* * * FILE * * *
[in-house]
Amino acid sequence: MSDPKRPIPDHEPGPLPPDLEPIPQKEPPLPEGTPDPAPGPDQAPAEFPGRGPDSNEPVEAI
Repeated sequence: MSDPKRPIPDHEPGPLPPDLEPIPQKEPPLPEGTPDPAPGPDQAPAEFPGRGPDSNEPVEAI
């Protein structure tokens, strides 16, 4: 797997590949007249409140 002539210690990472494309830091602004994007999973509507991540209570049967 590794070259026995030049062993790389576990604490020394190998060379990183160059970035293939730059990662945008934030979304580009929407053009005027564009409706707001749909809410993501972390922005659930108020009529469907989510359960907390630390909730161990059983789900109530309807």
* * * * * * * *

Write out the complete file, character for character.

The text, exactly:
[in-house]
Amino acid sequence: MSDPKRPIPDHEPGPLPPDLEPIPQKEPPLPEGTPDPAPGPDQAPAEFPGRGPDSNEPVEAI
Repeated sequence: MSDPKRPIPDHEPGPLPPDLEPIPQKEPPLPEGTPDPAPGPDQAPAEFPGRGPDSNEPVEAI
């Protein structure tokens, strides 16, 4: 797997590949007249409140 002539210690990472494309830091602004994007999973509507991540209570049967 590794070259026995030049062993790389576990604490020394190998060379990183160059970035293939730059990662945008934030979304580009929407053009005027564009409706707001749909809410993501972390922005659930108020009529469907989510359960907390630390909730161990059983789900109530309807």